An IBM software engineer sketches out a pending patent.
IBM has acquired more US patents than any other company for 23 years in a row. (Jared Lazarus/Feature Photo Service for IBM) (credit: IBM)
The Electronic Frontier Foundation is bringing light to what it calls a “stupefyingly mundane” patent on e-mail technology, given not to a patent troll hiding in a small office but to one of the world’s largest technology corporations.
IBM lawyers wrangled with the US Patent and Trademark Office for years over their bizarre and alarming alternative history, in which IBM invented out-of-office e-mail—in 2010. US Patent No. 9,547,842, “Out-of-office electronic mail messaging system” was filed in 2010 and granted about six weeks ago.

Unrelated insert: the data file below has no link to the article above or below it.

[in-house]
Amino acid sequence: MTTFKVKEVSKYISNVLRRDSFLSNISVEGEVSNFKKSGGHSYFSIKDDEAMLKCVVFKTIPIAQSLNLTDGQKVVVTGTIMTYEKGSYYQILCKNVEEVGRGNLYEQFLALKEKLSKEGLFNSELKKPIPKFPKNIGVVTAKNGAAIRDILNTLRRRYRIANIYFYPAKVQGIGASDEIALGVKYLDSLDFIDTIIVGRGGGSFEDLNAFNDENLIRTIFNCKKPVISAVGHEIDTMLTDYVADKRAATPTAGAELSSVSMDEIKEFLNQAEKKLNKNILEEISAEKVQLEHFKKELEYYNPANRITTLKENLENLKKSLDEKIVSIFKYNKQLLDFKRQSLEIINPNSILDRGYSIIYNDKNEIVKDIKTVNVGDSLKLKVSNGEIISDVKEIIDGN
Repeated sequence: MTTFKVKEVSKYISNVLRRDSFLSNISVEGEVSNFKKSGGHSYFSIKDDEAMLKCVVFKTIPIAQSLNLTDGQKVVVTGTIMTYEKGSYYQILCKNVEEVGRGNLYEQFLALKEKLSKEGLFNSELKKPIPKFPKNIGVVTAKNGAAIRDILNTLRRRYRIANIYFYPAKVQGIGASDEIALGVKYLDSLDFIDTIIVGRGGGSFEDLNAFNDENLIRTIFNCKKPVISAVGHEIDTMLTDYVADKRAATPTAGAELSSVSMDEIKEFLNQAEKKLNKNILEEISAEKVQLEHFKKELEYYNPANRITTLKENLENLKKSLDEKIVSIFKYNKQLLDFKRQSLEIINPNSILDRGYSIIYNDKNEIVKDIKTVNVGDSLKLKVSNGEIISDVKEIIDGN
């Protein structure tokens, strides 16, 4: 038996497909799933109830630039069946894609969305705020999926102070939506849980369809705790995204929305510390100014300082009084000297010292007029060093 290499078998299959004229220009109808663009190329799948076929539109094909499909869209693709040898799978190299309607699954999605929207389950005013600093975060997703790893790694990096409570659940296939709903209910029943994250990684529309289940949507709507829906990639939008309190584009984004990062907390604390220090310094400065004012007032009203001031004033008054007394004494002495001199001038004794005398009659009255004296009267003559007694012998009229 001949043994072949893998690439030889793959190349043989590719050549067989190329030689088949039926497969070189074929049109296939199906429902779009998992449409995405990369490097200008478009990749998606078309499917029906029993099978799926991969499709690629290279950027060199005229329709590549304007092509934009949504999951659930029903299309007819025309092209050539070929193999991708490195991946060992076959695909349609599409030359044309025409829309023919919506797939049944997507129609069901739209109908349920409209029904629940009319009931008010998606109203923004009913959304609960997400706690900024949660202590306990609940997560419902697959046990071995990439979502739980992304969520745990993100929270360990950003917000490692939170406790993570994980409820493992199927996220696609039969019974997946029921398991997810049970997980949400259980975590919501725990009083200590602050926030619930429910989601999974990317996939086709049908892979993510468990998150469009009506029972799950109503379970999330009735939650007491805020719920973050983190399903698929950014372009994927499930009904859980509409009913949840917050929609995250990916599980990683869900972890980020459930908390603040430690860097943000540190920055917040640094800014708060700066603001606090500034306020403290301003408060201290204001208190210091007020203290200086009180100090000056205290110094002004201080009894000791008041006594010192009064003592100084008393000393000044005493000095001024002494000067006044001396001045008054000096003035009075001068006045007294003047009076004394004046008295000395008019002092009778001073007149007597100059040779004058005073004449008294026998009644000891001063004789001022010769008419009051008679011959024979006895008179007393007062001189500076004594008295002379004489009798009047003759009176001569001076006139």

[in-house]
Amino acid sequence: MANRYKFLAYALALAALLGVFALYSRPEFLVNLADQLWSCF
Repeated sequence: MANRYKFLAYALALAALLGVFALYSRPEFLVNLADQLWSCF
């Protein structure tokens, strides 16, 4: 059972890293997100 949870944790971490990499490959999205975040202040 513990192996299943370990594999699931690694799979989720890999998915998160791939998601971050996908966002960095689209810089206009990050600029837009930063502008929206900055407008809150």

The “invention” represented in the ‘842 patent is starkly at odds with the real history of technology, accessible in this case via a basic Google search.

EFF lawyer Daniel Nazer, who wrote about the ‘842 patent in this month’s “Stupid Patent of the Month” blog post, points to an article on a Microsoft publicity page that talks about quirky out-of-office e-mail culture dating back to the 1980s, when Microsoft marketed its Xenix e-mail system (the predecessor to today’s Exchange.)
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